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Peter Sagan aims for stage wins while training for Worlds at Vuelta a Espana

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Peter Sagan (Bora-Hansgrohe)

Peter Sagan (Bora-Hansgrohe) (Image credit: Getty Images)
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Peter Sagan (Bora-Hansgrohe)

Peter Sagan (Bora-Hansgrohe) (Image credit: Bettini Photo)
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Peter Sagan on the sign-in stage at EuroEyes Cyclassics Hamburg

Peter Sagan on the sign-in stage at EuroEyes Cyclassics Hamburg (Image credit: Bettini Photo)
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Peter Sagan eats some solid food

Peter Sagan eats some solid food (Image credit: Bettini Photo)
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Green jersey Peter Sagan (Bora-Hansgrohe) on the start line of stage 21 at the Tour de France

Green jersey Peter Sagan (Bora-Hansgrohe) on the start line of stage 21 at the Tour de France (Image credit: Getty Images)
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Peter Sagan (Bora-Hansgrohe) waits for his time trial start for stage 20 at the Tour de France

Peter Sagan (Bora-Hansgrohe) waits for his time trial start for stage 20 at the Tour de France (Image credit: Getty Images)

The return of Peter Sagan (Bora-Hansgrohe) to the Vuelta a España this Saturday could hardly go unnoticed given both his status as three-times world champion, and the dramatic way that he quit the Vuelta three years ago.

"Good memories and bad memories, always everything is together," was the somewhat poetic way Sagan had of summing up his recollections of the Vuelta on Thursday, a race in which he took his first-ever Grand Tour stage wins back in 2011. It's also a race that he quit in 2015, injured after colliding with an in-race motorbike.

Sagan told reporters in Malaga, where the race starts on Saturday, that he is aiming to have a good race, "and after that we will see," he said. But he also admitted that he was “not yet at 100 per cent" after crashing in the Pyrenees during the Tour de France.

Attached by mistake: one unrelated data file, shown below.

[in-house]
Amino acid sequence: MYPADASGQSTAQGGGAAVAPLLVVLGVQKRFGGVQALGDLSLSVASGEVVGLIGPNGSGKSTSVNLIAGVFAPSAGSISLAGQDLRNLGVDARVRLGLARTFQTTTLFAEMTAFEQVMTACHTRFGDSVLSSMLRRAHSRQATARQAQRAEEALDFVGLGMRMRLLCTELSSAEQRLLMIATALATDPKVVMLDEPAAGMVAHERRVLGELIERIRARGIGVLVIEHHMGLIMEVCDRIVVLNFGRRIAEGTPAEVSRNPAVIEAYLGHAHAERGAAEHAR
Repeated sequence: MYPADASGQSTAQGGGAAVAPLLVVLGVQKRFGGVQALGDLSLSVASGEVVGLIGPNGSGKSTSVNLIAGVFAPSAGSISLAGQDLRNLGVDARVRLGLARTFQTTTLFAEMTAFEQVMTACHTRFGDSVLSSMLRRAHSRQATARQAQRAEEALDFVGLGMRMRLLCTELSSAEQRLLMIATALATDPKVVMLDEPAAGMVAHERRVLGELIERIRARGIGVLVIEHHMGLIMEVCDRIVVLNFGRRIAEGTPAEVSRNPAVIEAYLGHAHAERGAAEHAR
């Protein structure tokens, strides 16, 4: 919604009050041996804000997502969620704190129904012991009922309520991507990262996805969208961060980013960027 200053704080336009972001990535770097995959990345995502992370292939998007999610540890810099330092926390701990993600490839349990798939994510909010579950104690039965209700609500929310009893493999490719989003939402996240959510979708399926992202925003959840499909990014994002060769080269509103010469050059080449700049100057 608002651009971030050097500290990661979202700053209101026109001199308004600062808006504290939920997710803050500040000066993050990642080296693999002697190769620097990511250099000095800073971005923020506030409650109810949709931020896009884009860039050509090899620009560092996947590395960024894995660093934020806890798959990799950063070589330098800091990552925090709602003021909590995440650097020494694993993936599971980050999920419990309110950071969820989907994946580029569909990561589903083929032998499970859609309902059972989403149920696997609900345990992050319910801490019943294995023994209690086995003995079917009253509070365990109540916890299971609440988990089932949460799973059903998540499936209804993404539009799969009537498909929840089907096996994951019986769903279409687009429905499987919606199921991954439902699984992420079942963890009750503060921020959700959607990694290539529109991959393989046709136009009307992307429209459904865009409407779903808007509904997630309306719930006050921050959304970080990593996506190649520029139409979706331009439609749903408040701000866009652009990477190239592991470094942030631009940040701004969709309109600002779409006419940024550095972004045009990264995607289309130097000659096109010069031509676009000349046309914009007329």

Sagan's memories of the Vuelta stretch back to 2011 when, as a second year pro, he won the final stage in Madrid, as well as stages 6 and 12, He also remembered the 2014 edition when he "had a virus and could only do nine, ten or 11 days before quitting".

"Then in 2015, I won some stages, I think," said Sagan, who won stage 3 into Málaga. “And after I had a bad crash, but it happens.” He agreed, with a laugh, with one reporter's joking suggestion that it was thanks to that crash he had gone on to win in Richmond's Worlds.

Sagan's primary target this year, he said, are stage wins, with a first chance to do so coming on stage 2 to Caminito del Rey. This was initially described as the Vuelta's ninth summit finish, but now, after it was shortened in length, it has been reclassified as an 'uphill sprint' and likely to favour racers like Alejandro Valverde (Movistar), Gorka Izagirre (Bahrain-Merida), narrowly defeated on a similar uphill in Paris-Nice this spring, and Sagan himself.

Sagan, however, ruled out making an impact in the mountain stages, which he said were "more like training for me. I'm still not at 100 per cent after the Tour but it's also good for me to be here because I have my soigneur here and physiotherapist, I think that day by day it's going to be much better. I'm hoping [to be stronger as the Vuelta goes on]."

He denied, though, that he had stopped coming to the Vuelta because of his bad crash in 2015. "Afterwards I decided to go for a different preparation and also for the team it was much better to make the [UCI WorldTour] points in Quebec and Montreal, and now I am back," he pointed out.

He was cautious of revealing whether he will make it to Madrid for a second crack at stage victory on the Paseo de la Castellana, seven years on. Sagan's last words made it abundantly clear that the shadow of the World Championships looms large over his return to Spain's Grand Tour, as well as his plans to use the Vuelta as preparation for a battle for a fourth rainbow jersey.

Asked how important it was for him to be in the Vuelta a España to train for Innsbruck, he concluded directly, "it's very important. It's much better to train here than at home, alone, right?"

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